|Publication number||US5235740 A|
|Application number||US 07/673,906|
|Publication date||Aug 17, 1993|
|Filing date||Mar 22, 1991|
|Priority date||Mar 22, 1991|
|Also published as||DE69203260D1, DE69203260T2, EP0505076A1, EP0505076B1|
|Publication number||07673906, 673906, US 5235740 A, US 5235740A, US-A-5235740, US5235740 A, US5235740A|
|Inventors||Elmer L. B. Kroeker, Tony R. Kroeker, Robert N. Sage|
|Original Assignee||International Business Machines Corporation|
|Export Citation||BiBTeX, EndNote, RefMan|
|Patent Citations (15), Non-Patent Citations (4), Referenced by (7), Classifications (13), Legal Events (5)|
|External Links: USPTO, USPTO Assignment, Espacenet|
1. Field of the Invention
The present invention relates generally to the assembly of electronic components on to a printed circuit board (PCB). Simultaneous to the components being pressed on to the PCB the present invention performs a test to ensure that all of the contact points (pins) of the electrical component are present in their respective holes (vias) in the PCB. Further, the present invention determines whether the pins are fully extended through the vias in order to allow for subsequent permanent affixation of the electrical components to the PCB by soldering, or the like.
Prior to the present invention, circuit board assembly personnel were required to manually force each component into an engaged relation with the PCB. The types of connection utilized by these components often include those of the interference type. That is, a post or the like is forced into a hole within the PCB having a diameter smaller than that of the post. It can be understood that a great deal of force is required to complete this type of connection. Further, if the required force is not applied uniformly from a vertical direction, the pins will become bent and deformed and not enter the vias contained within the PCB. Thus, a need exists for a means of simultaneously pressing at least one interference type electrical component on to a PCB. Additionally, the capability is needed to immediately determine if each pin on all of the components being placed on to the PCB have ben inserted through the vias a sufficient distance to ensure proper affixation.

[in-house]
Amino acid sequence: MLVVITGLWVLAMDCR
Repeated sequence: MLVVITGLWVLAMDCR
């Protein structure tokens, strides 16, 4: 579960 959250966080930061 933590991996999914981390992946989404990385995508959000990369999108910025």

A conventional system is described by U.S. Pat. No. 4,627,157 wherein components are individually connected (crimped) and tested as they are successively placed on to a circuit board. U.S. Pat. No. 4,733,459 describes inserting, but not testing, electronic parts into a PCB, by an apparatus including a positioning mechanism and pivotable hand portion. U.S. Pat. No. 4,463,310 shows testing for the presence of components on a previously assembled circuit board but makes no provision for simultaneously placing and concurrently testing components during a single operation.
It can be seen that a need exists for an apparatus and method of simultaneously placing a plurality of individually configured electrical components, having interference connections, on to a PCB. Further, a means of immediately verifying, to an operator, that proper placement of the component on to the PCB has occurred would be desirable.
In contrast to the prior art, the present invention is a tool which allows simultaneous placement of electrical components on to a printed circuit board. Further, testing for the proper placement of these components on the PCB is performed such that an operator can immediately replace any components having pins which are bent, deformed, or the like.